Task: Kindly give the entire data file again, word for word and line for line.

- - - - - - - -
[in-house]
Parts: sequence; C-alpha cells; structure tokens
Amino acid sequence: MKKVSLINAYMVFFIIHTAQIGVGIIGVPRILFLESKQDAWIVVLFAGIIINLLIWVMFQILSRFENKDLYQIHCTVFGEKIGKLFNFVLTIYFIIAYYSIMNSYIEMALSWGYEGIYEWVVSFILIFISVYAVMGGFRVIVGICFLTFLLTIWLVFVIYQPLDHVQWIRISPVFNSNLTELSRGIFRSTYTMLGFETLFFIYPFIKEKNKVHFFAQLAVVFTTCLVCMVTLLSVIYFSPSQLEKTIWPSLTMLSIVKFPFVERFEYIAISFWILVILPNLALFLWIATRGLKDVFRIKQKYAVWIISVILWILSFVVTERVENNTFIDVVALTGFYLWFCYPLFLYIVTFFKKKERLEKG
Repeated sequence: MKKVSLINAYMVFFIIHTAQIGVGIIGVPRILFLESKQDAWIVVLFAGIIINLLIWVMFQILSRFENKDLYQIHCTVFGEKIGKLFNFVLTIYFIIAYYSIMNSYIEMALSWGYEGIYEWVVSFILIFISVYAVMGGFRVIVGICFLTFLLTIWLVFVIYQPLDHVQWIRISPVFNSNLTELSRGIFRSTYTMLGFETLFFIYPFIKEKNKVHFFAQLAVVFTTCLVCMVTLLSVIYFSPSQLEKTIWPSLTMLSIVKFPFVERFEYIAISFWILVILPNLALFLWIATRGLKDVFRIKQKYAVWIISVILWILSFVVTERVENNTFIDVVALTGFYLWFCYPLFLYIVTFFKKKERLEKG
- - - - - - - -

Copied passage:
[in-house]
Parts: sequence; C-alpha cells; structure tokens
Amino acid sequence: MKKVSLINAYMVFFIIHTAQIGVGIIGVPRILFLESKQDAWIVVLFAGIIINLLIWVMFQILSRFENKDLYQIHCTVFGEKIGKLFNFVLTIYFIIAYYSIMNSYIEMALSWGYEGIYEWVVSFILIFISVYAVMGGFRVIVGICFLTFLLTIWLVFVIYQPLDHVQWIRISPVFNSNLTELSRGIFRSTYTMLGFETLFFIYPFIKEKNKVHFFAQLAVVFTTCLVCMVTLLSVIYFSPSQLEKTIWPSLTMLSIVKFPFVERFEYIAISFWILVILPNLALFLWIATRGLKDVFRIKQKYAVWIISVILWILSFVVTERVENNTFIDVVALTGFYLWFCYPLFLYIVTFFKKKERLEKG
Repeated sequence: MKKVSLINAYMVFFIIHTAQIGVGIIGVPRILFLESKQDAWIVVLFAGIIINLLIWVMFQILSRFENKDLYQIHCTVFGEKIGKLFNFVLTIYFIIAYYSIMNSYIEMALSWGYEGIYEWVVSFILIFISVYAVMGGFRVIVGICFLTFLLTIWLVFVIYQPLDHVQWIRISPVFNSNLTELSRGIFRSTYTMLGFETLFFIYPFIKEKNKVHFFAQLAVVFTTCLVCMVTLLSVIYFSPSQLEKTIWPSLTMLSIVKFPFVERFEYIAISFWILVILPNLALFLWIATRGLKDVFRIKQKYAVWIISVILWILSFVVTERVENNTFIDVVALTGFYLWFCYPLFLYIVTFFKKKERLEKG